The Nike Sport Research Lab (NSRL) has moved into much roomier digs.
Located in the cantilevered top floor of Nike World Headquarters’ new LeBron James Innovation Center, the expansive, 84,000-square-foot lab quintuples the footprint of its predecessor.
According to Nike, the facility houses 97 force plates, four “advanced” climate chambers and a full-size basketball court surrounded by motion-capture cameras. In all, it contains 825 pieces of testing equipment, the company said. Some of the more practical sports facilities include a 200-meter endurance track, a 100-meter straightaway and an artificial-turf training pitch. Outside, an incline-training ramp extends more than 500 feet.
Nike established the NSRL roughly 40 years ago in Exeter, N.H. Today, it is the “the epicenter of where we work with athletes of all abilities, all backgrounds, all skills and all sports,” Matthew Nurse, vice president of the Nike Explore Team Sport Research Lab, said in a statement.
“Our goal every single day is to make athletes better and to make the world better for athletes,” Kathy Gomez, vice president of footwear innovation, said in a statement. “Understanding more types of bodies, more genders, more backgrounds and different ability levels helps us create better and more specific product.”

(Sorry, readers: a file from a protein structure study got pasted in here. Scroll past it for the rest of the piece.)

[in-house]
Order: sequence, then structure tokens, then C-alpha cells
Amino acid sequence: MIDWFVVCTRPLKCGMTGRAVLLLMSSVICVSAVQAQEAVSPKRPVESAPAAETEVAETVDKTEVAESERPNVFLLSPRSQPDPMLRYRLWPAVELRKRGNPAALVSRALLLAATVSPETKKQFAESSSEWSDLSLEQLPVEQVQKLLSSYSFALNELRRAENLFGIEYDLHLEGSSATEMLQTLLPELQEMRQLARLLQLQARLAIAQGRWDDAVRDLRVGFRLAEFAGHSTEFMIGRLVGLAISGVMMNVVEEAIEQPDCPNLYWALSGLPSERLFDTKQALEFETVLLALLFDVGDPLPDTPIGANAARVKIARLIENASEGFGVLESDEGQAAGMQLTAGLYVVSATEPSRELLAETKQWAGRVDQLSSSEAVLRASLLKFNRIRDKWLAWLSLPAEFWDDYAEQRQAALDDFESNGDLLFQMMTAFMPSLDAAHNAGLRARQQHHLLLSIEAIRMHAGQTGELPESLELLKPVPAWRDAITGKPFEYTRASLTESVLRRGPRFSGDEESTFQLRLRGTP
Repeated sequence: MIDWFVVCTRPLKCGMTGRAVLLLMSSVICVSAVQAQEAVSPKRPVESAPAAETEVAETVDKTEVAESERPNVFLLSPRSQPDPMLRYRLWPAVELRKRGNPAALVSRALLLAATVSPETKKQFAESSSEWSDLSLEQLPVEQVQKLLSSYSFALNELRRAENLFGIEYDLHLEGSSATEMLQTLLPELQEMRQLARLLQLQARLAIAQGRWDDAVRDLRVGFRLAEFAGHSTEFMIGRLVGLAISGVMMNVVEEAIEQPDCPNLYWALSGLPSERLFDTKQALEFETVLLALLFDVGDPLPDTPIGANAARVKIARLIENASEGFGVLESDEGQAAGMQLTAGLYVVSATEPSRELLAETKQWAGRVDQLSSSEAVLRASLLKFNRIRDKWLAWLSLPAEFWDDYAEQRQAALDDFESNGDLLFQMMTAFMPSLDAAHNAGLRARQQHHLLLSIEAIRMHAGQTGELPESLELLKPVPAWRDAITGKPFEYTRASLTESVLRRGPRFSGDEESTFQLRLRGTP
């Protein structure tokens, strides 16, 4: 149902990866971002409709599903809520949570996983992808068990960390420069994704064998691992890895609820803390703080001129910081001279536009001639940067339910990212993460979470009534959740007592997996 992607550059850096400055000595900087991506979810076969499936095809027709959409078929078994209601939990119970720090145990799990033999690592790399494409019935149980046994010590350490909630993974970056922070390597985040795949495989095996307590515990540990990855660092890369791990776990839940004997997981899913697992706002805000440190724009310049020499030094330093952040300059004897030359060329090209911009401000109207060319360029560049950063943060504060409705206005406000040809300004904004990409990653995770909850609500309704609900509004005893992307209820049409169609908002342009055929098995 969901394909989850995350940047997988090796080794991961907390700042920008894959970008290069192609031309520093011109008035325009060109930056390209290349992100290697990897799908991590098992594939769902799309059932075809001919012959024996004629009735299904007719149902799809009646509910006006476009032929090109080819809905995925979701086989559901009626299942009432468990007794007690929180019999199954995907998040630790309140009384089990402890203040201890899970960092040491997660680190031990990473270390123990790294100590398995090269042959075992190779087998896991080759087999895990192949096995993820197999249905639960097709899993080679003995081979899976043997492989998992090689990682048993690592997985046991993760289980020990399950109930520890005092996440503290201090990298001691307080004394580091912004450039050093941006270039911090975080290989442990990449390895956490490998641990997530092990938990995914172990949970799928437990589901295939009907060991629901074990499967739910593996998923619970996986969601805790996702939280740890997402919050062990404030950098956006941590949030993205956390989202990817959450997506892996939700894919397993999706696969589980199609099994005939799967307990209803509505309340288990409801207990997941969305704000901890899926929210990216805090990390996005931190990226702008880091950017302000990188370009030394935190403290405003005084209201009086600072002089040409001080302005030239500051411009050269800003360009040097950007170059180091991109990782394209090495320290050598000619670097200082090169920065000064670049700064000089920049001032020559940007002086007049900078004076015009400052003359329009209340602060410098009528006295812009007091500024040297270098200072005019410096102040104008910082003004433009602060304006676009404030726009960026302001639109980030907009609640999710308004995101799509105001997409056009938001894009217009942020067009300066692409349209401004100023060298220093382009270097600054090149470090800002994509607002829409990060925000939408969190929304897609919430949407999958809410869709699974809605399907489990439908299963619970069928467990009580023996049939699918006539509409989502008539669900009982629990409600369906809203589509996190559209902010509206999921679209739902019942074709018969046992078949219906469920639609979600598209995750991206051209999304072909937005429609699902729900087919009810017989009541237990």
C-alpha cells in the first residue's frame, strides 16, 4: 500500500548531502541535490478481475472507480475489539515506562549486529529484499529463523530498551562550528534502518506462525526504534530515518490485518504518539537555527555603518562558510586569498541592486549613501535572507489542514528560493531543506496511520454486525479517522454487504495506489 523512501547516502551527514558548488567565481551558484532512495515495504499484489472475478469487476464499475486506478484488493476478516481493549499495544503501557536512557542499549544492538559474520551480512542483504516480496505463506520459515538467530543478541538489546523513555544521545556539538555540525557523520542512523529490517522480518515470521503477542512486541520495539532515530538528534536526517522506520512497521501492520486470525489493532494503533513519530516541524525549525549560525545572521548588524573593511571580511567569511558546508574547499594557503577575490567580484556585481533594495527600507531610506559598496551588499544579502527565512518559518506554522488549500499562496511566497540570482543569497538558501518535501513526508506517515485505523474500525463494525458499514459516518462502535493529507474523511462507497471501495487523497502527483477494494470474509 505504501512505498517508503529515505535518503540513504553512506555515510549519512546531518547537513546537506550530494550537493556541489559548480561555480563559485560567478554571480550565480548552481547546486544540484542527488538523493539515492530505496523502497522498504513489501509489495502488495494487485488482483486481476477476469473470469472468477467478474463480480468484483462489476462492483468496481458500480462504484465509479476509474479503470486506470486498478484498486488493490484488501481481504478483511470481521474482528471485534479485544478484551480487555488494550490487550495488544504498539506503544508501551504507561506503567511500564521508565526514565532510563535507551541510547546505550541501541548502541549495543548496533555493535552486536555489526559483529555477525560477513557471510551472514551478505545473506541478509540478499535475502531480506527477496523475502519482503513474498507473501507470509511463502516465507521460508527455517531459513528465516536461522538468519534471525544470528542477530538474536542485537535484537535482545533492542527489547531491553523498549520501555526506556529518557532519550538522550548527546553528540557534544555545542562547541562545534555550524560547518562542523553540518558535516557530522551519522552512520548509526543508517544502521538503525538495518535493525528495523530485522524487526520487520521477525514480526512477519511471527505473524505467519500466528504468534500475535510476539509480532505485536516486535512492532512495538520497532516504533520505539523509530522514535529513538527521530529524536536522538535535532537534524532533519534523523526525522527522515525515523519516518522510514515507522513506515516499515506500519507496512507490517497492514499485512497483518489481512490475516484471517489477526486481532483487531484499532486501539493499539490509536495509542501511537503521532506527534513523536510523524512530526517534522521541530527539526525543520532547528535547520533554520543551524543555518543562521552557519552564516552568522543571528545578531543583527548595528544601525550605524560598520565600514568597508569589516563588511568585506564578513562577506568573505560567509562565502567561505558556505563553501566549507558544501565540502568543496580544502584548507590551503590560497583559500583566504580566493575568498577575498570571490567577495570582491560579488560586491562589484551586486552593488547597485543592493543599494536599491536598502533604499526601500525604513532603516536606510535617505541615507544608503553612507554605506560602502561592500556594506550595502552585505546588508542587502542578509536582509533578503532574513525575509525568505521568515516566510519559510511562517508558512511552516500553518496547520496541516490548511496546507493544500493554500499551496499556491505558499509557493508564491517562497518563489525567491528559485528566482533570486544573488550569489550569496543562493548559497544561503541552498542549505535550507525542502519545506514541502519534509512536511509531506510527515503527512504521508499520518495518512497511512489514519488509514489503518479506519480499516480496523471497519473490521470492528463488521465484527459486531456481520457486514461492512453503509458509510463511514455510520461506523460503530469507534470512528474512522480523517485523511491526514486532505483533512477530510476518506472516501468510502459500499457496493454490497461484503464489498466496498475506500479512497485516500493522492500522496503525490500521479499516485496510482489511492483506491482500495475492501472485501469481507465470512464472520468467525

The lab’s location within the new LeBron James Innovation Center places it near biomechanics researchers, robotics experts and computational designers—a function of the company’s intent to facilitate collaboration. Eighty-plus new prototyping machines enable speedy prototyping, with the company capable of creating a new sample in under an hour, Nike said.
“In the innovation space, we take information from the NSRL, and we are able to look at different ways to solve an athlete’s problem,” Janett Nichol, vice president of apparel innovation, said in a statement. “In a conventional way of building a product, we would just go straight to a material, get a pattern, sew it and then that would be it. Here, we can go to anything from biology or chemistry to pushing the limits of a machine to create a very different experience with material.”
The LeBron James Innovation Center features 908 roof solar panels and is powered by 100 percent renewable electricity, Nike said. Water-efficient fixtures, it also noted, reduce water usage by 40 percent.
“For all of this to come together is surreal,” the center’s namesake, basketball legend and lifetime Nike partner LeBron James, said in a statement. “Sometimes it doesn’t make sense to me, but I’m definitely honored. Having my name on the Innovation building feels very fitting because I’m always trying to figure out ways I can continue to innovate and continue to break the timeline of what they say is your prime.”
The new research facility arrives as Nike faces a tougher-than-expected time due to sustained factory closures in Vietnam stemming from ferocious Covid-19 outbreaks. Late last month, the company revealed it had already lost 10 weeks of production—a reality it said will create a gap in the flow of inventory originally ordered for delivery beginning in mid-October. Given this environment, Nike downgraded its financial guidance for fiscal 2022—a period that began June 1—to the mid-single digits. In June, even as it warned of supply chain delays, it had projected growth in the low double digits.